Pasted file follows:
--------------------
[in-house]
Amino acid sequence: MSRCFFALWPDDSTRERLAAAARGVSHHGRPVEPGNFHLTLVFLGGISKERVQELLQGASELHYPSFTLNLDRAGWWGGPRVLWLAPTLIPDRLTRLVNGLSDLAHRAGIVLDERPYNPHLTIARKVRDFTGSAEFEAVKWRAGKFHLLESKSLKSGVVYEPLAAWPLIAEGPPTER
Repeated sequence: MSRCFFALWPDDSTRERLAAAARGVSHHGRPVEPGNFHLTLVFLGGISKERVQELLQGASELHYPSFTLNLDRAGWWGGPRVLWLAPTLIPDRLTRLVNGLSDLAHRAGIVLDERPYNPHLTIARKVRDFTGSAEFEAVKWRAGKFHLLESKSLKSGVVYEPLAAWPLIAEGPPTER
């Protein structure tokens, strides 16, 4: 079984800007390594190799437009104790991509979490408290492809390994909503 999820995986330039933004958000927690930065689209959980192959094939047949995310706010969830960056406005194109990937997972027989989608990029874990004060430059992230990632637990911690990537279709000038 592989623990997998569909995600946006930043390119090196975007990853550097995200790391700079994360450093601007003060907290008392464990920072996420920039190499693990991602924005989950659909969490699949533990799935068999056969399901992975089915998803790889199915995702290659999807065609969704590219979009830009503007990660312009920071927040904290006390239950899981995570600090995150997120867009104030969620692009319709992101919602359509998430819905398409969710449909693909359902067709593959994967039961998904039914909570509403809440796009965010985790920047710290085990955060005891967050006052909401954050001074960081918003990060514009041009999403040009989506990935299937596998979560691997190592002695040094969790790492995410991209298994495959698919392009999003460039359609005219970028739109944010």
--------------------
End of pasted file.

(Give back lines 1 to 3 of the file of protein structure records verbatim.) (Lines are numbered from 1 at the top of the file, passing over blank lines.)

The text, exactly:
[in-house]
Amino acid sequence: MSRCFFALWPDDSTRERLAAAARGVSHHGRPVEPGNFHLTLVFLGGISKERVQELLQGASELHYPSFTLNLDRAGWWGGPRVLWLAPTLIPDRLTRLVNGLSDLAHRAGIVLDERPYNPHLTIARKVRDFTGSAEFEAVKWRAGKFHLLESKSLKSGVVYEPLAAWPLIAEGPPTER
Repeated sequence: MSRCFFALWPDDSTRERLAAAARGVSHHGRPVEPGNFHLTLVFLGGISKERVQELLQGASELHYPSFTLNLDRAGWWGGPRVLWLAPTLIPDRLTRLVNGLSDLAHRAGIVLDERPYNPHLTIARKVRDFTGSAEFEAVKWRAGKFHLLESKSLKSGVVYEPLAAWPLIAEGPPTER